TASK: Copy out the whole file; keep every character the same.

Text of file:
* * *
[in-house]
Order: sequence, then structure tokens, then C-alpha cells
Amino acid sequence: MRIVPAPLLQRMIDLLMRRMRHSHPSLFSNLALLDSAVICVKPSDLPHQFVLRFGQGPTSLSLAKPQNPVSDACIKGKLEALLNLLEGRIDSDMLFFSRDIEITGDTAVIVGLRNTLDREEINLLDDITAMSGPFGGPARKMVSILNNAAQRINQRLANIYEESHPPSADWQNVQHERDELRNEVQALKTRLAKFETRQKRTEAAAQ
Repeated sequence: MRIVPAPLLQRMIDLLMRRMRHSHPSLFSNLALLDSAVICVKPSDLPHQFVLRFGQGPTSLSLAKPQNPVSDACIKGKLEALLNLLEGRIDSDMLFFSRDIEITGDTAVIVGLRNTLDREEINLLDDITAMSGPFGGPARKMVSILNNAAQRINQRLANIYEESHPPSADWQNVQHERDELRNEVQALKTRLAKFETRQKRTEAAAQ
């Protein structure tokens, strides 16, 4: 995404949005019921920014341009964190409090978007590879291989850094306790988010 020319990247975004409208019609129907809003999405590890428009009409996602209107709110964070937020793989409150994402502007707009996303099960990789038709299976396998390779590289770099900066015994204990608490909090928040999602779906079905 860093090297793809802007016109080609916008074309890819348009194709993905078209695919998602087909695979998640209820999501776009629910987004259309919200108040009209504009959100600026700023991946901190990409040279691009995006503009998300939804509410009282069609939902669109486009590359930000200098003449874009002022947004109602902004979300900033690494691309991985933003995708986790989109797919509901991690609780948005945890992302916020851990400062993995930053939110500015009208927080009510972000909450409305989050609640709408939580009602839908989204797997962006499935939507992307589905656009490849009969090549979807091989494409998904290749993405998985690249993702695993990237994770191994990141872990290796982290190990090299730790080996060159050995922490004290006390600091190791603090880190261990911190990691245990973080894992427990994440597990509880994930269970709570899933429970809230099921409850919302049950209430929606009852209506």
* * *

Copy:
[in-house]
Order: sequence, then structure tokens, then C-alpha cells
Amino acid sequence: MRIVPAPLLQRMIDLLMRRMRHSHPSLFSNLALLDSAVICVKPSDLPHQFVLRFGQGPTSLSLAKPQNPVSDACIKGKLEALLNLLEGRIDSDMLFFSRDIEITGDTAVIVGLRNTLDREEINLLDDITAMSGPFGGPARKMVSILNNAAQRINQRLANIYEESHPPSADWQNVQHERDELRNEVQALKTRLAKFETRQKRTEAAAQ
Repeated sequence: MRIVPAPLLQRMIDLLMRRMRHSHPSLFSNLALLDSAVICVKPSDLPHQFVLRFGQGPTSLSLAKPQNPVSDACIKGKLEALLNLLEGRIDSDMLFFSRDIEITGDTAVIVGLRNTLDREEINLLDDITAMSGPFGGPARKMVSILNNAAQRINQRLANIYEESHPPSADWQNVQHERDELRNEVQALKTRLAKFETRQKRTEAAAQ
């Protein structure tokens, strides 16, 4: 995404949005019921920014341009964190409090978007590879291989850094306790988010 020319990247975004409208019609129907809003999405590890428009009409996602209107709110964070937020793989409150994402502007707009996303099960990789038709299976396998390779590289770099900066015994204990608490909090928040999602779906079905 860093090297793809802007016109080609916008074309890819348009194709993905078209695919998602087909695979998640209820999501776009629910987004259309919200108040009209504009959100600026700023991946901190990409040279691009995006503009998300939804509410009282069609939902669109486009590359930000200098003449874009002022947004109602902004979300900033690494691309991985933003995708986790989109797919509901991690609780948005945890992302916020851990400062993995930053939110500015009208927080009510972000909450409305989050609640709408939580009602839908989204797997962006499935939507992307589905656009490849009969090549979807091989494409998904290749993405998985690249993702695993990237994770191994990141872990290796982290190990090299730790080996060159050995922490004290006390600091190791603090880190261990911190990691245990973080894992427990994440597990509880994930269970709570899933429970809230099921409850919302049950209430929606009852209506």